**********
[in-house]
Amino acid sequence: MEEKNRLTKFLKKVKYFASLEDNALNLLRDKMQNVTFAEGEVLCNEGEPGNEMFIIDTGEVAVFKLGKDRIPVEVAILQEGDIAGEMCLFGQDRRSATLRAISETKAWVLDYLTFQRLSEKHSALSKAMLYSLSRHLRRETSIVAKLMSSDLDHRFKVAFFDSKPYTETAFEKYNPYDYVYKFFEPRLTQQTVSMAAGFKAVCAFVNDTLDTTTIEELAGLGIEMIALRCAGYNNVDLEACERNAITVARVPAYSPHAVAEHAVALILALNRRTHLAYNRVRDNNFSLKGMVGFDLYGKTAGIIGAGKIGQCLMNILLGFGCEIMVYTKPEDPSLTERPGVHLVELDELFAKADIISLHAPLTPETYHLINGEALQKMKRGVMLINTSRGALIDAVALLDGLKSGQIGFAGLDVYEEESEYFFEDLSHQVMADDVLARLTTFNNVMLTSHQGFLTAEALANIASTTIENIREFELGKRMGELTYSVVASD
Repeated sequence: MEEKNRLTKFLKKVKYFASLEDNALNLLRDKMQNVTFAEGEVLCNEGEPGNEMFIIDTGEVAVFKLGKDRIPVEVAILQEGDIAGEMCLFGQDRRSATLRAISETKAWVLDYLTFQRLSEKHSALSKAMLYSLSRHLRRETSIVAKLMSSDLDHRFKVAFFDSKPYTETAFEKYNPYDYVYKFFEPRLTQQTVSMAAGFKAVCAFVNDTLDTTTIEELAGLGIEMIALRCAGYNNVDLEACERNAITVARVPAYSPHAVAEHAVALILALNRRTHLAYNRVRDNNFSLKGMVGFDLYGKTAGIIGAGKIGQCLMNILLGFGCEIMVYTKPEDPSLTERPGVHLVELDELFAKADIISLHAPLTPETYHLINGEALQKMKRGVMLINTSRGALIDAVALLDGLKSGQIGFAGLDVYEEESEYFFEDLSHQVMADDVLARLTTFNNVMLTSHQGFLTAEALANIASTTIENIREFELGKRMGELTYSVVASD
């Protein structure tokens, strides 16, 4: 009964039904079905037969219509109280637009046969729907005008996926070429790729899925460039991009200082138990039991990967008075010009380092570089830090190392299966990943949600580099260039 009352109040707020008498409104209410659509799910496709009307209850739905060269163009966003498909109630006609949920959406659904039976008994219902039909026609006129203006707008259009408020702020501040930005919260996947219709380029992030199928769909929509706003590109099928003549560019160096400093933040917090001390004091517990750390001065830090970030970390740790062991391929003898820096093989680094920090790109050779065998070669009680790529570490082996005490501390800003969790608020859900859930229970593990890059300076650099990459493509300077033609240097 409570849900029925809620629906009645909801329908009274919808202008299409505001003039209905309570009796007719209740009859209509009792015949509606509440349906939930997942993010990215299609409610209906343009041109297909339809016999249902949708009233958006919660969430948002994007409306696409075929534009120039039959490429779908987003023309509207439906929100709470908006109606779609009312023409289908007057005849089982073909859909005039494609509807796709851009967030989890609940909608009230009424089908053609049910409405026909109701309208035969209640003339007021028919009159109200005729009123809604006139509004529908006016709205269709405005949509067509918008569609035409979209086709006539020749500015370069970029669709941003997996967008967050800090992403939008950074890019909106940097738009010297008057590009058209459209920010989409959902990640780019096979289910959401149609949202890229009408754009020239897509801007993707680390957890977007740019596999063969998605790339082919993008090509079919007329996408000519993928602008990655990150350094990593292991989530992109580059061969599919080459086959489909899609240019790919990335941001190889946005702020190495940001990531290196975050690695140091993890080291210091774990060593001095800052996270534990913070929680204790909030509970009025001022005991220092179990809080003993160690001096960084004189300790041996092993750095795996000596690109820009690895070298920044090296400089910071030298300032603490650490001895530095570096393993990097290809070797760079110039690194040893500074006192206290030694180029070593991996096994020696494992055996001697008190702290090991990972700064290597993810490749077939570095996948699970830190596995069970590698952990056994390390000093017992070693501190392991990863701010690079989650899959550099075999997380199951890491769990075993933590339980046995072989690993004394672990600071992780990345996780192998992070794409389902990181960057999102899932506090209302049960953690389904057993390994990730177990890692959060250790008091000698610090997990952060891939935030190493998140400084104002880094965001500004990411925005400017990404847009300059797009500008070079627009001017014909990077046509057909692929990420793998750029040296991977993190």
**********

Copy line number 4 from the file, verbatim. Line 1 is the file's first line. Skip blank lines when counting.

């Protein structure tokens, strides 16, 4: 009964039904079905037969219509109280637009046969729907005008996926070429790729899925460039991009200082138990039991990967008075010009380092570089830090190392299966990943949600580099260039 009352109040707020008498409104209410659509799910496709009307209850739905060269163009966003498909109630006609949920959406659904039976008994219902039909026609006129203006707008259009408020702020501040930005919260996947219709380029992030199928769909929509706003590109099928003549560019160096400093933040917090001390004091517990750390001065830090970030970390740790062991391929003898820096093989680094920090790109050779065998070669009680790529570490082996005490501390800003969790608020859900859930229970593990890059300076650099990459493509300077033609240097 409570849900029925809620629906009645909801329908009274919808202008299409505001003039209905309570009796007719209740009859209509009792015949509606509440349906939930997942993010990215299609409610209906343009041109297909339809016999249902949708009233958006919660969430948002994007409306696409075929534009120039039959490429779908987003023309509207439906929100709470908006109606779609009312023409289908007057005849089982073909859909005039494609509807796709851009967030989890609940909608009230009424089908053609049910409405026909109701309208035969209640003339007021028919009159109200005729009123809604006139509004529908006016709205269709405005949509067509918008569609035409979209086709006539020749500015370069970029669709941003997996967008967050800090992403939008950074890019909106940097738009010297008057590009058209459209920010989409959902990640780019096979289910959401149609949202890229009408754009020239897509801007993707680390957890977007740019596999063969998605790339082919993008090509079919007329996408000519993928602008990655990150350094990593292991989530992109580059061969599919080459086959489909899609240019790919990335941001190889946005702020190495940001990531290196975050690695140091993890080291210091774990060593001095800052996270534990913070929680204790909030509970009025001022005991220092179990809080003993160690001096960084004189300790041996092993750095795996000596690109820009690895070298920044090296400089910071030298300032603490650490001895530095570096393993990097290809070797760079110039690194040893500074006192206290030694180029070593991996096994020696494992055996001697008190702290090991990972700064290597993810490749077939570095996948699970830190596995069970590698952990056994390390000093017992070693501190392991990863701010690079989650899959550099075999997380199951890491769990075993933590339980046995072989690993004394672990600071992780990345996780192998992070794409389902990181960057999102899932506090209302049960953690389904057993390994990730177990890692959060250790008091000698610090997990952060891939935030190493998140400084104002880094965001500004990411925005400017990404847009300059797009500008070079627009001017014909990077046509057909692929990420793998750029040296991977993190």